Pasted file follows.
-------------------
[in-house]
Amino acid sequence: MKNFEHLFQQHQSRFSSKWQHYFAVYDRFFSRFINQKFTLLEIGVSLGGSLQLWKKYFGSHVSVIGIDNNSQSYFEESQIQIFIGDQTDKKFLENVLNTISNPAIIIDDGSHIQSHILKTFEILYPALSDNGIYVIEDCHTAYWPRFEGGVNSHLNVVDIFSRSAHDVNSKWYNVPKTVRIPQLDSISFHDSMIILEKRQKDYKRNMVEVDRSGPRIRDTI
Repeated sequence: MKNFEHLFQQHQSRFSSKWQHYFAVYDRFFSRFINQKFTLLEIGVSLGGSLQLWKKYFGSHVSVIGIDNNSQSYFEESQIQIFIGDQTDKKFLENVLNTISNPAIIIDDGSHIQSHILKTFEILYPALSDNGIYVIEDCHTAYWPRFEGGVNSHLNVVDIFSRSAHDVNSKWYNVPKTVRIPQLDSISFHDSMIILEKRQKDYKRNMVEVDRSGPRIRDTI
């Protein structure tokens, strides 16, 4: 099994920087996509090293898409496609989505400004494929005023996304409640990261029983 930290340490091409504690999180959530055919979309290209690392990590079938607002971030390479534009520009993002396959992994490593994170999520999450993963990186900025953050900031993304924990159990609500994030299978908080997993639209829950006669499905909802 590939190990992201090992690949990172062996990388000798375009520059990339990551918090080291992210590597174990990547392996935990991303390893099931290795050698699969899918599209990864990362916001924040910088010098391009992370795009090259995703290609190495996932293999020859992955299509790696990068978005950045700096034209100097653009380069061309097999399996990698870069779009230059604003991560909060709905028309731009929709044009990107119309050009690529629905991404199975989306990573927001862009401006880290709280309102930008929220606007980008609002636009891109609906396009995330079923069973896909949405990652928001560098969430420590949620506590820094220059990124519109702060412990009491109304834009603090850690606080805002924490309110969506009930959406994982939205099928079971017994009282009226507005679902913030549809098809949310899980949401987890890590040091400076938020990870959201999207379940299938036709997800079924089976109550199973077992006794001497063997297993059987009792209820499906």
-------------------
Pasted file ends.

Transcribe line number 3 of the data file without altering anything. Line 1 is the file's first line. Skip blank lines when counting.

Repeated sequence: MKNFEHLFQQHQSRFSSKWQHYFAVYDRFFSRFINQKFTLLEIGVSLGGSLQLWKKYFGSHVSVIGIDNNSQSYFEESQIQIFIGDQTDKKFLENVLNTISNPAIIIDDGSHIQSHILKTFEILYPALSDNGIYVIEDCHTAYWPRFEGGVNSHLNVVDIFSRSAHDVNSKWYNVPKTVRIPQLDSISFHDSMIILEKRQKDYKRNMVEVDRSGPRIRDTI